What do Franklin D. Roosevelt, Walter P. Chrysler, and Charles Schulz all have in common?
According to the National Home Study Council, these distinguished men are three of the millions of Americans who studied through correspondence education, or distance learning – a nontraditional form of education that goes as far back as before the American Revolution.
Distance learning – being educated through mediated information and instruction by using technology and other forms of learning at a distance – began at a time when an educational opportunity was a rare commodity. However, this form of correspondence study didn’t receive formal government recognition until the late 1800s, when New York authorized the Chautauqua Institute to award degrees via home study instruction.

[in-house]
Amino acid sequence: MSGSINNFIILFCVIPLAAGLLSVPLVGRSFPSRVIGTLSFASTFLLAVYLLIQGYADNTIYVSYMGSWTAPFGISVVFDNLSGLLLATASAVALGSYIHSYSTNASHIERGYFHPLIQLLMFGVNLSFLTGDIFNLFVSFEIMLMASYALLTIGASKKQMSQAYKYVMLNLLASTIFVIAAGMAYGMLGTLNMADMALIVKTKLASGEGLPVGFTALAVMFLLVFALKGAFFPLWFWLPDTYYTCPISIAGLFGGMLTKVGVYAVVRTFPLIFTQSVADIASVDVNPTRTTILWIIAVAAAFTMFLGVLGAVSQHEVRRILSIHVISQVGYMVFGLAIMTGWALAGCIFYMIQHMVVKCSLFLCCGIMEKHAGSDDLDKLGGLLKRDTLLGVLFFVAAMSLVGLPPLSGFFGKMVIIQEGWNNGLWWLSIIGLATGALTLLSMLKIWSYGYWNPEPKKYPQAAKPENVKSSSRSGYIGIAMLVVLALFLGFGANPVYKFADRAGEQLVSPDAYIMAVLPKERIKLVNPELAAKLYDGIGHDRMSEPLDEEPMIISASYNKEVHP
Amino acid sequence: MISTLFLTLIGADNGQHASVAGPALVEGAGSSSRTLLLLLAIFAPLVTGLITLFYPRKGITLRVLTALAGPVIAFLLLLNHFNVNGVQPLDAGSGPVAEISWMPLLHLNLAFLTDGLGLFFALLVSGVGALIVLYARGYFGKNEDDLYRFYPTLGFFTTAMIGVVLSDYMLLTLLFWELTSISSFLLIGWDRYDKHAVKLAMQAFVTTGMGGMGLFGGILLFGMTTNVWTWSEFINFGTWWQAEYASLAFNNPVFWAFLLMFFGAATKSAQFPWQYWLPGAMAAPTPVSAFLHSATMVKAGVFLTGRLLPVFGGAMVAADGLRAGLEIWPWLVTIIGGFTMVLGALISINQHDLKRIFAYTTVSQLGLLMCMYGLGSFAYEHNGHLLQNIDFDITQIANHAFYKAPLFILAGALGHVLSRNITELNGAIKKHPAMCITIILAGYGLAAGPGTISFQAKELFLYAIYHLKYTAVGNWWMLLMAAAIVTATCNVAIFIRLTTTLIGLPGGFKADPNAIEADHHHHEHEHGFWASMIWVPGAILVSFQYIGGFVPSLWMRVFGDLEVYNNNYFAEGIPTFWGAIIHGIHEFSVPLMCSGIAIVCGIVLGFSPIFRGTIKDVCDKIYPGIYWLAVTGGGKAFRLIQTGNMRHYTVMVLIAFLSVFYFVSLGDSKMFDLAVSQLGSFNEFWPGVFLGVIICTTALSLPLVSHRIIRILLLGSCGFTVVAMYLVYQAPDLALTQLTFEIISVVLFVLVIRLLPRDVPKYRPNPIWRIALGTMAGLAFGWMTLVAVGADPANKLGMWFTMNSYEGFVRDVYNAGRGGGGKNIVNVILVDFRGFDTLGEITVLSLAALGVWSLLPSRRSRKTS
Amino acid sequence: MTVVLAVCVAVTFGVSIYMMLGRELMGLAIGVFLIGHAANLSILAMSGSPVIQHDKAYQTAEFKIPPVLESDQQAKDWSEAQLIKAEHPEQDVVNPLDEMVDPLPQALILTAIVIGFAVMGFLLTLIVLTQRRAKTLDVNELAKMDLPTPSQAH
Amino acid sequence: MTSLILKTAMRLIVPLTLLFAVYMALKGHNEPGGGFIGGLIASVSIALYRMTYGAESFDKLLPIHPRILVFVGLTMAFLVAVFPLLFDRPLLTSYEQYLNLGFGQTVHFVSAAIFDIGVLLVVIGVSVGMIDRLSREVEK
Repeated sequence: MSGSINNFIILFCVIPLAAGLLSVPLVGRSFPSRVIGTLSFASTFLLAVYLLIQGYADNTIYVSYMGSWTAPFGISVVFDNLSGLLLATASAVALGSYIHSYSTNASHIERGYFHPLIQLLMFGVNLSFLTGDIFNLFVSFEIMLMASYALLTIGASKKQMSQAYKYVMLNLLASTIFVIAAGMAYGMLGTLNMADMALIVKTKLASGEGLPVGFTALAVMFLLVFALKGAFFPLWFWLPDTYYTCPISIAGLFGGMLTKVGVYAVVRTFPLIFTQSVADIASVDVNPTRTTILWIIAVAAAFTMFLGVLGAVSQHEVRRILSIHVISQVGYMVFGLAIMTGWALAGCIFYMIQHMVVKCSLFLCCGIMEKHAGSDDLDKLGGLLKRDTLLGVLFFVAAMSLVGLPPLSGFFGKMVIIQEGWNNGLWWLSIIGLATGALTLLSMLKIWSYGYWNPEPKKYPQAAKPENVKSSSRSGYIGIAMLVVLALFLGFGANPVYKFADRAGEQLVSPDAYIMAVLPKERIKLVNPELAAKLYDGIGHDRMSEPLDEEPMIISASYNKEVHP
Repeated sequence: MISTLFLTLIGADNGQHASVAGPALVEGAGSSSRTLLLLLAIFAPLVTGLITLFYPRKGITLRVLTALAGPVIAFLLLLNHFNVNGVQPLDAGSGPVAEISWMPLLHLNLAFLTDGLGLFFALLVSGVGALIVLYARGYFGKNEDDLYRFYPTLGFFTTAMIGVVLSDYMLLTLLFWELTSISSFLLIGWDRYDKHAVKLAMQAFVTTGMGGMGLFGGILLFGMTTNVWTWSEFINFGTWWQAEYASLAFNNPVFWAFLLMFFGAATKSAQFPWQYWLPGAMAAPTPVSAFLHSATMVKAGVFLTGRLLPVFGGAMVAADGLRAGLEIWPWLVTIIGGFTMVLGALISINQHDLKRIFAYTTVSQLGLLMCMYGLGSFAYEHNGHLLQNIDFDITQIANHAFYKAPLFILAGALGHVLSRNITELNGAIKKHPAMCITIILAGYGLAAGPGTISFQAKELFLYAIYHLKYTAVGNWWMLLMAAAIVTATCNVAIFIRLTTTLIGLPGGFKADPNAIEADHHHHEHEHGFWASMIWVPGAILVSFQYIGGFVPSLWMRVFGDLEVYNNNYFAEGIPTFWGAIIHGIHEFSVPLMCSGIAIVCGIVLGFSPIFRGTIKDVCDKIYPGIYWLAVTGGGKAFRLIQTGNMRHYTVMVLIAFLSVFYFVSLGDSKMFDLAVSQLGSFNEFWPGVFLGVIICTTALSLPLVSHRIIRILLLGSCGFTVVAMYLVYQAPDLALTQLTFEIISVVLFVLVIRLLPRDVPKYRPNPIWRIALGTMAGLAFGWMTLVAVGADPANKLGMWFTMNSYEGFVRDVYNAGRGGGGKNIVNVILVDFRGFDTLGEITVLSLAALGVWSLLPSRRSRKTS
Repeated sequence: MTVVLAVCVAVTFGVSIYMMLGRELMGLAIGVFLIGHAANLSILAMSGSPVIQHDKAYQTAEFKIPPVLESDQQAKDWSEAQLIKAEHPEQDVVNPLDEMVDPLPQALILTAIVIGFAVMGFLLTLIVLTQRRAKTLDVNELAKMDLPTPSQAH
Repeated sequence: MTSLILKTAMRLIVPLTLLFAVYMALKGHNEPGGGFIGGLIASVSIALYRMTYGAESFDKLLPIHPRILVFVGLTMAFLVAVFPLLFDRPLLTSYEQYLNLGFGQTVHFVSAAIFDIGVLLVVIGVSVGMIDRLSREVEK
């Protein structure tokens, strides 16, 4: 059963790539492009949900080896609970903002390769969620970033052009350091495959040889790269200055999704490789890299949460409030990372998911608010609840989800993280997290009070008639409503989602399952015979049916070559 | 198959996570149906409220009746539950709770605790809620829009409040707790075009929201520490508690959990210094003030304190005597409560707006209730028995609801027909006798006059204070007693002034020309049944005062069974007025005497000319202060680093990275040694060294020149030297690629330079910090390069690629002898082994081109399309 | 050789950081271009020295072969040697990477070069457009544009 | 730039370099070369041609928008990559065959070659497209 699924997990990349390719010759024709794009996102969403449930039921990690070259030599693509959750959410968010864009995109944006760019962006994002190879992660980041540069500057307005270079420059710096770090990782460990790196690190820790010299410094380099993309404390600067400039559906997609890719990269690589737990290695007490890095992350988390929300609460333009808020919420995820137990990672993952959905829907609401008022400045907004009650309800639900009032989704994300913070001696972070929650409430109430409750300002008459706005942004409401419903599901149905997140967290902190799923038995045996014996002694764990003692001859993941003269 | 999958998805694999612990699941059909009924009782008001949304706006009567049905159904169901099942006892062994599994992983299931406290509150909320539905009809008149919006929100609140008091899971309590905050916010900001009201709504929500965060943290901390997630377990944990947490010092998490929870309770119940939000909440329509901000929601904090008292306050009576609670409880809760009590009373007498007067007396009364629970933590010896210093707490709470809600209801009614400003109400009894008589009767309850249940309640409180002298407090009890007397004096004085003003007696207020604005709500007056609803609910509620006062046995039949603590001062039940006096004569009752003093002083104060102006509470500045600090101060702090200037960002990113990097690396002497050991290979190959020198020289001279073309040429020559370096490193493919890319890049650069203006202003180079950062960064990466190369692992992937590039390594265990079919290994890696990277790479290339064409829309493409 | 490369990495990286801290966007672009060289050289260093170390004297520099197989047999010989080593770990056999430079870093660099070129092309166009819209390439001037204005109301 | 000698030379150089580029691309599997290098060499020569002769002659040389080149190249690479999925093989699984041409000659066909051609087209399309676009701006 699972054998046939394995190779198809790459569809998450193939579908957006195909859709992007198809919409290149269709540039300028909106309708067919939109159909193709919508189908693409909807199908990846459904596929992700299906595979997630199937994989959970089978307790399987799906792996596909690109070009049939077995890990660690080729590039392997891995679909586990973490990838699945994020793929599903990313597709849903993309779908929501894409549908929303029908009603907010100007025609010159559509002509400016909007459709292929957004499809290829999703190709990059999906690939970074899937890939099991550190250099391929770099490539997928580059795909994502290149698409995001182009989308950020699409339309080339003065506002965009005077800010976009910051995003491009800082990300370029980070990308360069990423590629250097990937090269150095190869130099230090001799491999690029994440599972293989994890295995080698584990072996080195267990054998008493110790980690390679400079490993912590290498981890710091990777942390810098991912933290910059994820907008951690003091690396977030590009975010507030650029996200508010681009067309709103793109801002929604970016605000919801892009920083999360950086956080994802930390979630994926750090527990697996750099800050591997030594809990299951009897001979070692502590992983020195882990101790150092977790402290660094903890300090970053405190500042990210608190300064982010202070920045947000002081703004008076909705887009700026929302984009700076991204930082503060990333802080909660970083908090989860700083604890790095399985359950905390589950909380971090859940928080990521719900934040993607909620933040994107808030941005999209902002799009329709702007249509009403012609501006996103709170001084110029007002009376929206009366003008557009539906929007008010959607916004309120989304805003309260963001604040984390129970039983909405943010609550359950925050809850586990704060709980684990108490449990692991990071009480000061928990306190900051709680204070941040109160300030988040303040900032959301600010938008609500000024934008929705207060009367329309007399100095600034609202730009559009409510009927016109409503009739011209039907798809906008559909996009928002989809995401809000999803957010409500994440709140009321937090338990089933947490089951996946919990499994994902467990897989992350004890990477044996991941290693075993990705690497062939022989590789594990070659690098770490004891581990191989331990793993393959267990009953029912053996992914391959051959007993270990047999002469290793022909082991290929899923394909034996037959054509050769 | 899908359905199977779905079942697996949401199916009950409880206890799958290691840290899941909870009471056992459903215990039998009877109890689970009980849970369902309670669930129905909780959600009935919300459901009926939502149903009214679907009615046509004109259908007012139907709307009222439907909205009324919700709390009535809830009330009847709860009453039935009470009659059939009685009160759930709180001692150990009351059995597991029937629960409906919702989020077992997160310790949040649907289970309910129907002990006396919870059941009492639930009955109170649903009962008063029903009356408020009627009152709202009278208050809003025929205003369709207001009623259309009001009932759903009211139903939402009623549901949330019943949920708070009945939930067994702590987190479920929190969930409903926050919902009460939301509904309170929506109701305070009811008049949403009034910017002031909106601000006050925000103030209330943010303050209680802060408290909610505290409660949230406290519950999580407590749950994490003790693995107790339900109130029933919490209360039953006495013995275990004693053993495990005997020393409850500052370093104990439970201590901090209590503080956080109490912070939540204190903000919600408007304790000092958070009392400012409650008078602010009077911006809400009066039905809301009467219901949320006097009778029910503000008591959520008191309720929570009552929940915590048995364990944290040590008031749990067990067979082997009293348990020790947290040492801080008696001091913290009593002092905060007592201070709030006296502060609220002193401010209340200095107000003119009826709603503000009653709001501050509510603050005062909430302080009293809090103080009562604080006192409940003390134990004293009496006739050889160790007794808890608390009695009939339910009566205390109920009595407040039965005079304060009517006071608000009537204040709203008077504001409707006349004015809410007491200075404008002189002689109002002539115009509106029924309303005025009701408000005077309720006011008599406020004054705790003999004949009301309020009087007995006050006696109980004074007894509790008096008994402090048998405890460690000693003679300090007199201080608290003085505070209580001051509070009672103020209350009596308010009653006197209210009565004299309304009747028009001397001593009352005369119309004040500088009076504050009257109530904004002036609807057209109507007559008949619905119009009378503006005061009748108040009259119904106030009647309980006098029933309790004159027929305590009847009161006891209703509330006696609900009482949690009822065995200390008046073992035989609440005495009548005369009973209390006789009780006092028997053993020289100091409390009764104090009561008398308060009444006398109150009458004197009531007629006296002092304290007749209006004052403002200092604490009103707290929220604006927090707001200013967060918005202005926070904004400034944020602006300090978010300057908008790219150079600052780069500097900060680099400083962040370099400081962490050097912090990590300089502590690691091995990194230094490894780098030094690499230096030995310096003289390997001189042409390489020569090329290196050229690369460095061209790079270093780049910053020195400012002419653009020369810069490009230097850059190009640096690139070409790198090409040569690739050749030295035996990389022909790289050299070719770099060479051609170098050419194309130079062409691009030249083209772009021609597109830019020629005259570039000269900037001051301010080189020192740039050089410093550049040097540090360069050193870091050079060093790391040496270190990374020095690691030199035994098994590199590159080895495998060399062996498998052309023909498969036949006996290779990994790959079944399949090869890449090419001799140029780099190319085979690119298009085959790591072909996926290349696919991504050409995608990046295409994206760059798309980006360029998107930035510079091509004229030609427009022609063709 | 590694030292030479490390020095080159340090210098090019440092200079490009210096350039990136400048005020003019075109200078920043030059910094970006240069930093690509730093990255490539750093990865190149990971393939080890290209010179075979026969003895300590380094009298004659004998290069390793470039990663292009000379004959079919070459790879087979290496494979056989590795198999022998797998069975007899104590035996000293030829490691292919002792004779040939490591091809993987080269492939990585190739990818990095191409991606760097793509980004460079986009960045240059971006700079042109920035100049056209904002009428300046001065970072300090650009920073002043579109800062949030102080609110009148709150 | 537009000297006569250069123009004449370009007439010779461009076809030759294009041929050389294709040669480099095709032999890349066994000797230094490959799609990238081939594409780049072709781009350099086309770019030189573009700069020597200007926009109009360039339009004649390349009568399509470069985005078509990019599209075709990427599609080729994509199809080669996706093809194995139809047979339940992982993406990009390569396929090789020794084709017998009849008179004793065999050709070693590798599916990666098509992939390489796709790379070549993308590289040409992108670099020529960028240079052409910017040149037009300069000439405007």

In the century that followed, significant steps were taken in advancing home study. These developments included creating curriculums for distance-learning programs to follow and incorporating the most up-to-date technology.
In turn, research indicates that correspondence students perform just as well as their classroom counterparts. Over the past 100 years, home study enrollments in the U.S. have grown from a few hundred per year to more than 3 million annually.
“If you are 18 years or older, online education is the best way to get your high school diploma and not sacrifice social, family, or work commitments,” said Jerome Polvay, president of Careertel, an organization that represents the Liberty High School Diploma Program. “A high school diploma will open doors for your future and help you achieve your dreams for a better tomorrow.”
Note: This content was curated from a third party.